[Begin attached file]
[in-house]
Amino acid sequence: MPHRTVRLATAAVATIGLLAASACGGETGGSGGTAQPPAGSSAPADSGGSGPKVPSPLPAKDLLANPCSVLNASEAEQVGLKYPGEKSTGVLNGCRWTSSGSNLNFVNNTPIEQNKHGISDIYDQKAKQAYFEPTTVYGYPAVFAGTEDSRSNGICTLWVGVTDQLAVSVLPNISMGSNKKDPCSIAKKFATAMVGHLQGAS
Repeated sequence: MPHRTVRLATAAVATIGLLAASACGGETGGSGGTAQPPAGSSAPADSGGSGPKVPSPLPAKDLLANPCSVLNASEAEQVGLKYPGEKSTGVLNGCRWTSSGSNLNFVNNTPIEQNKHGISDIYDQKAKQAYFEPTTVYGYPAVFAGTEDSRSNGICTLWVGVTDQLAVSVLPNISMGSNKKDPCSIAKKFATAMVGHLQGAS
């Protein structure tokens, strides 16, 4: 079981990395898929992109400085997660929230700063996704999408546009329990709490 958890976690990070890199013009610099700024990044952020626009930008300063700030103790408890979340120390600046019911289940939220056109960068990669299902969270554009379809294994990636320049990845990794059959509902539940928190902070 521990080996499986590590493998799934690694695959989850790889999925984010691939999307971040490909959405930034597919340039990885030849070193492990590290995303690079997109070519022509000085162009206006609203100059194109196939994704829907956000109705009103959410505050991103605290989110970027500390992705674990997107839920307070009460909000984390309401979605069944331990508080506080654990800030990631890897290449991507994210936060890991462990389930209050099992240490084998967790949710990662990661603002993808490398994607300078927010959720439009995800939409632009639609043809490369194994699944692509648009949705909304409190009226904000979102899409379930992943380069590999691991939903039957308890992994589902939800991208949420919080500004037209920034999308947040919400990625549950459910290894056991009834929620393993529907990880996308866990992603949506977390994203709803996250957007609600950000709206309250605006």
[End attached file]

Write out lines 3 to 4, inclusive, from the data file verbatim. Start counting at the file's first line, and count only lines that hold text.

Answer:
Repeated sequence: MPHRTVRLATAAVATIGLLAASACGGETGGSGGTAQPPAGSSAPADSGGSGPKVPSPLPAKDLLANPCSVLNASEAEQVGLKYPGEKSTGVLNGCRWTSSGSNLNFVNNTPIEQNKHGISDIYDQKAKQAYFEPTTVYGYPAVFAGTEDSRSNGICTLWVGVTDQLAVSVLPNISMGSNKKDPCSIAKKFATAMVGHLQGAS
């Protein structure tokens, strides 16, 4: 079981990395898929992109400085997660929230700063996704999408546009329990709490 958890976690990070890199013009610099700024990044952020626009930008300063700030103790408890979340120390600046019911289940939220056109960068990669299902969270554009379809294994990636320049990845990794059959509902539940928190902070 521990080996499986590590493998799934690694695959989850790889999925984010691939999307971040490909959405930034597919340039990885030849070193492990590290995303690079997109070519022509000085162009206006609203100059194109196939994704829907956000109705009103959410505050991103605290989110970027500390992705674990997107839920307070009460909000984390309401979605069944331990508080506080654990800030990631890897290449991507994210936060890991462990389930209050099992240490084998967790949710990662990661603002993808490398994607300078927010959720439009995800939409632009639609043809490369194994699944692509648009949705909304409190009226904000979102899409379930992943380069590999691991939903039957308890992994589902939800991208949420919080500004037209920034999308947040919400990625549950459910290894056991009834929620393993529907990880996308866990992603949506977390994203709803996250957007609600950000709206309250605006």